For my first blog entry, I will start with something I wrote for my team back in 1997 (reedited for this blog) that has been helpful to generations of subsequently bewildered developers:
Go back to 1995 and a small team dreaming an impossible dream of the Internet on Windows! URLs were young, so young they still hadn’t been seen in a television ad….
IE1.0 was just a fledgling trying to get some features that Mosaic (or the looming competitor) didn’t have. Since we shipped with Win95 and a big feature for Win95 was Long File Names, so IE needed to have support for spaces in names. Since there was no spec for the “file” protocol scheme (heck there was practically no spec for any protocol) we added automagical escaping spaces. We happily escaped spaces all over the place, and since nobody used our browser it didnt make a whits difference.
Now IE began to mature and grew into a precocious 3-year-old, and when the powers that be noticed this, they decided that 3 was such a big number that the browser needed a new image. That image was componentization. The browser was taken and split in three major parts. One part became mshtml (for rendering HTML) another shdocvw (for hosting DocObjects), and the third was wininet and urlmon (two binaries that were basically inseparable for downloading and caching content). Unfortunately a key component from the platform was missing, so it was replicated into each of the other components. That was an URL parsing platform.
No one component could agree with the others about the best way to handle the wild URLs that were so plentiful. So each component came up with slightly different rules, although very logical, based on its personal fantasies of the one true URL. The fantasies were fairly similar but the devil is in the details and these URLs went through a lot of metamorphoses on each trip down the stack to the wire. Now each breed of URL had its own issues with these transformations, but in the end all children must be pushed from the nest to learn to fly on their own.
Enter IE4, Nashville, Win98, the next generation of everything. And with it the new patron saint of URL parsing. Now someone undertook the plight of the underrepresented URLs very seriously and wished to give them the respect they deserved. Some cried with fear, and others with joy, but none could debate the necessity of a savior. So the little URLs were taken and given a safe place to live and be loved: shlwapi.dll. And the saint went amongst the browser and the browser’s friends and said, “Let no one but the chosen ones touch or talk or molest these URLs, and there will be a peace among us.” Some resisted, but they were put down as heretics should be and a peace came upon the land. Except for the one abused problem URL: file:.
No one had been quite as abused as the the little file: URL. This URL was special because we had always used files and DOS paths (and no one at the time knew about path canonicalization attacks), everyone was quite sure what they looked like , acted like, and even tasted like. It didn’t help that the file: protocol remained in RFC limbo as a platform/OS specific protocol. So the browser and the browser’s little friends would take turns dressing a DOS path like an URL in a pink bunny suit and undressing the URL with a pair of rusty scissors, pretending it was the same DOS path they started with. Only the simplest of URLs was able to withstand this abuse, and it soon became clear that something would have to be done, lest the little file: URLs go off on their own and be lost forever.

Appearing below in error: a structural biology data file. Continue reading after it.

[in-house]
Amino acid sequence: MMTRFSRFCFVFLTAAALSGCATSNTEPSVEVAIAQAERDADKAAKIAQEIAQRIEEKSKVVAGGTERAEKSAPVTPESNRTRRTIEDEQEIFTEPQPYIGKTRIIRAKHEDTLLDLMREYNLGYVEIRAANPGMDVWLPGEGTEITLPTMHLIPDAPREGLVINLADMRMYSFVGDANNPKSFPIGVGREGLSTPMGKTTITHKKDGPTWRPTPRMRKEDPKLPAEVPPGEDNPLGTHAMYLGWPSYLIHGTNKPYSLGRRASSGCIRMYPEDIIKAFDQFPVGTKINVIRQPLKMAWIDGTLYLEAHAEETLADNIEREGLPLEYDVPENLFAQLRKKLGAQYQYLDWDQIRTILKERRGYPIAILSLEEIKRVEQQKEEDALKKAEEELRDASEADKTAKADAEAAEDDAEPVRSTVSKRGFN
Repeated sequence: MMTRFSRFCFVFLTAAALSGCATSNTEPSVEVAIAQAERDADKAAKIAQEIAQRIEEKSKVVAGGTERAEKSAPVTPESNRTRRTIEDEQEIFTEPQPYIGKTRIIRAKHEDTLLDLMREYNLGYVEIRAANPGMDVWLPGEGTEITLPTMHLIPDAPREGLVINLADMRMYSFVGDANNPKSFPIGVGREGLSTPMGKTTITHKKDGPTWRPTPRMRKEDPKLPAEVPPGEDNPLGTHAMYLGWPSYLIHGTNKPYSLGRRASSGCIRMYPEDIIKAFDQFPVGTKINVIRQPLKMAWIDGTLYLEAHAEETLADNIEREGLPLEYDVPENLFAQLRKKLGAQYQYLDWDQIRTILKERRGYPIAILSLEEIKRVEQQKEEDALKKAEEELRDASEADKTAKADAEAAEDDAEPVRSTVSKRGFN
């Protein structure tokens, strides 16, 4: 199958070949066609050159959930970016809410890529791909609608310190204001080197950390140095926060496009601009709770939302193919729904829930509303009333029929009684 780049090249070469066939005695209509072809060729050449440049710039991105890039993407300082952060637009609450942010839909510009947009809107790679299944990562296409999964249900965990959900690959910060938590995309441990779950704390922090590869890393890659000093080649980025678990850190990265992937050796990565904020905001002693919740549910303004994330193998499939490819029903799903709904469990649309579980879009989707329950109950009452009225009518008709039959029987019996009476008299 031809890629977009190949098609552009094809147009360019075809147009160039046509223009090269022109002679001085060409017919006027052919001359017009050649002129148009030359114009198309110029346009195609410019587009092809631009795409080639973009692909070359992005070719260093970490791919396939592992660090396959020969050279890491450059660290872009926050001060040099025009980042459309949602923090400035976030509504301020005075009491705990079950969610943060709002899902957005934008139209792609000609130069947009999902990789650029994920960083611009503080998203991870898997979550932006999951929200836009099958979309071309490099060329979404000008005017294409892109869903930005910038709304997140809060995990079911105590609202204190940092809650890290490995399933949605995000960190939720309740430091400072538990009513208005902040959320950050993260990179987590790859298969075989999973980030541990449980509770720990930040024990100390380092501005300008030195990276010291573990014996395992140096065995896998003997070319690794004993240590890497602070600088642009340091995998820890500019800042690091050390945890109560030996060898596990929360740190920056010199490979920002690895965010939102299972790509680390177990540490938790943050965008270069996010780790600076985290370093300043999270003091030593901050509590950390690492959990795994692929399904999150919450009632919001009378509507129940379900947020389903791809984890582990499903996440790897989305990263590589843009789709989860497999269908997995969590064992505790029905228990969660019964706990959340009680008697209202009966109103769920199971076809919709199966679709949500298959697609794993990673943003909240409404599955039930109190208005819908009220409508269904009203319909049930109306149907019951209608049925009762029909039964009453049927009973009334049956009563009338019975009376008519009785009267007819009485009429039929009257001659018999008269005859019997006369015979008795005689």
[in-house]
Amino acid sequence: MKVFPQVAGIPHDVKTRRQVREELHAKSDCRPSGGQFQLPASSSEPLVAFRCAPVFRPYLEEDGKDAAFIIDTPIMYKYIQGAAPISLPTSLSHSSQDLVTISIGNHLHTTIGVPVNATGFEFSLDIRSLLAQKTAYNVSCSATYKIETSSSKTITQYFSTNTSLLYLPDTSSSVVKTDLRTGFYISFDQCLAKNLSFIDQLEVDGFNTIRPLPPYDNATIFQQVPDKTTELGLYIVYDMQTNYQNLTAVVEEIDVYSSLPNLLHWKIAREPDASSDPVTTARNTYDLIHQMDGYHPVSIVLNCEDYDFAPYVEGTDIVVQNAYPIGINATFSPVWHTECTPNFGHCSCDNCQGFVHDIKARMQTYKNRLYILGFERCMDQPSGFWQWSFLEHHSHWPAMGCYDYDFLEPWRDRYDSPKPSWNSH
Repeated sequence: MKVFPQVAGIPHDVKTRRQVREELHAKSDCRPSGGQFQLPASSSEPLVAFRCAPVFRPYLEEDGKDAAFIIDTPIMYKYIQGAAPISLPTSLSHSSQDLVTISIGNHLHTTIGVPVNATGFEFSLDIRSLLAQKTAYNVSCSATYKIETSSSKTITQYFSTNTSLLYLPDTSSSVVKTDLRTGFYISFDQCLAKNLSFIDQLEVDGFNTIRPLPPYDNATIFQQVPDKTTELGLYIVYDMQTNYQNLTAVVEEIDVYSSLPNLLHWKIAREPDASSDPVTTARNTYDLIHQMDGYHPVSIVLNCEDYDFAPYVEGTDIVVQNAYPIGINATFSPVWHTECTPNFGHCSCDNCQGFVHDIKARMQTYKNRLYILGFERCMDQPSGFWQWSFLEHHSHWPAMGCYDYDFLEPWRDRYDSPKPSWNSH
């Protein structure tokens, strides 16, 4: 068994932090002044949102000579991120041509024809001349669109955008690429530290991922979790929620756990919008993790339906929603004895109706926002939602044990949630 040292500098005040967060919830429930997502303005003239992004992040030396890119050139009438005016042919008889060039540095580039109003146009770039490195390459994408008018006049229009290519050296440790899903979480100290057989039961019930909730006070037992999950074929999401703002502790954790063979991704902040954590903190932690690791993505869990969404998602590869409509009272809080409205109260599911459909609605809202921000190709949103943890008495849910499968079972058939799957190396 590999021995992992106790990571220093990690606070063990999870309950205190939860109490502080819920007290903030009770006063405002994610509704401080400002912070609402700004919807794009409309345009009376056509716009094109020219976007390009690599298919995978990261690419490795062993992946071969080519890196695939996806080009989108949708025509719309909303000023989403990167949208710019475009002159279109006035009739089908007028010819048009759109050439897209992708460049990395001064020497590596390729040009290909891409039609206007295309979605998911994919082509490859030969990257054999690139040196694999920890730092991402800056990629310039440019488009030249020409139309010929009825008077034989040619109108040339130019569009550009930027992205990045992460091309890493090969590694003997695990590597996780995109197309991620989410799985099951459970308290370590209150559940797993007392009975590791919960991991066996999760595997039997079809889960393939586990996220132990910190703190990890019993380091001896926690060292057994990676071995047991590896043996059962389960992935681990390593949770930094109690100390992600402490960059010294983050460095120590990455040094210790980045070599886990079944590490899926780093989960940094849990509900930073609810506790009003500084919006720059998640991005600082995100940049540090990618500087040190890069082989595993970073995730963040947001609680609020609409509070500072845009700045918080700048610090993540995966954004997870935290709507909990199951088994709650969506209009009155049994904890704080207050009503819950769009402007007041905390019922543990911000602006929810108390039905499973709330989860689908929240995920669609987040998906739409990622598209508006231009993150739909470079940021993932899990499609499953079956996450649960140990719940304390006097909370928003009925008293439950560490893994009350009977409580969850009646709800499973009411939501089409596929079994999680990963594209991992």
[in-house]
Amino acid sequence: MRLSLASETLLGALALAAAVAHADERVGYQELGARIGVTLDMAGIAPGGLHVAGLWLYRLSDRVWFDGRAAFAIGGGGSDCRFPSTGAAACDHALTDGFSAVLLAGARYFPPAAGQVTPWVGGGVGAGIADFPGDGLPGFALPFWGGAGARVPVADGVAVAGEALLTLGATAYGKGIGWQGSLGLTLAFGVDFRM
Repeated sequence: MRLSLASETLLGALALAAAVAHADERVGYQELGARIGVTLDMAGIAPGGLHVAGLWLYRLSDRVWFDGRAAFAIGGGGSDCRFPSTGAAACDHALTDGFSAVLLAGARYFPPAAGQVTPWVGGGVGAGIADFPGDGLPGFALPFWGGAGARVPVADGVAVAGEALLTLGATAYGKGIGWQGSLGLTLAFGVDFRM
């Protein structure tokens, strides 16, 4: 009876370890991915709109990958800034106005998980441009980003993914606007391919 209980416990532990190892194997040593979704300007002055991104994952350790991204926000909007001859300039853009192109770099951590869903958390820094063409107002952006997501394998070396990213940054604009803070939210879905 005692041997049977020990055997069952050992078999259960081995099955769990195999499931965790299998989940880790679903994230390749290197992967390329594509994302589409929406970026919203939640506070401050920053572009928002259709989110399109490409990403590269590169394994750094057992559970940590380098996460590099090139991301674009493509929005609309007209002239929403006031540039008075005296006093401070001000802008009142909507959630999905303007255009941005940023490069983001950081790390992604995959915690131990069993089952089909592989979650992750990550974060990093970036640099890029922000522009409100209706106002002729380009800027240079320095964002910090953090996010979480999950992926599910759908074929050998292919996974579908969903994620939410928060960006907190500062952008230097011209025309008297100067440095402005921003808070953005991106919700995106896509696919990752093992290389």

After much praying and meditation and consultation, it was finally decided that file: URLs must have two forms, one being the well formed easily communicable URL form and the other a legacy mutant form of a DOS path. These two forms had different purposes, and soon different personalities. The URL form lived happily inside the browser, but any time the browser needed to talk about the file: URL with its friends, it would clone and mutate the URL into its ugly half DOS form.
What this MEANS:
There are two kinds of file: URLs. The first is the well formed URL style. This is allowed query strings, fragment IDs, escape sequences and all the other goodies that URLs are supposed to support. We call this a healthy file: URL. The other kind is basically a DOS path with “file://” stuck on the front. We use this for legacy communication with outsiders only. We call this the legacy file: URL. Examples:
DOSPATH: c:\windows\My Documents 100%20\foo.txt
LEGACY: file://c:\windows\My Documents 100%20\foo.txt
DOSPATH: \\server\share\My Documents 100%20\foo.txt
LEGACY: file://\\server\share\My Documents 100%20\foo.txt
NOW all of the Url* APIs in shlwapi, and thus everyone in IE4, understand the difference between these two types of URLs and act accordingly. as long as a client of the APIs, doesn’t try to access the data directly, there is no issue whatsoever. in other words as long as you dont have code anywhere that looks like this:LPTSTR GetFilePath(pszUrl)
if (0 == lstrcmpn(“file://”, pszUrl, sizeof(“file://”)))
return pszUrl + sizeof(“file://”);
but instead always call shlwapi like this:PathCreateFromUrl(pszUrl, pszPath, cchPath, dwFlags);
You will always be happy and golden. Straying from the path is straying into unknown lands. There are of course flags that you can pass into some of the APIs that will change the form the file: URLs when they come out, but I highly recommend not using it for any reason, as it just increases the chances of creating more bizarre unsupportable behavior.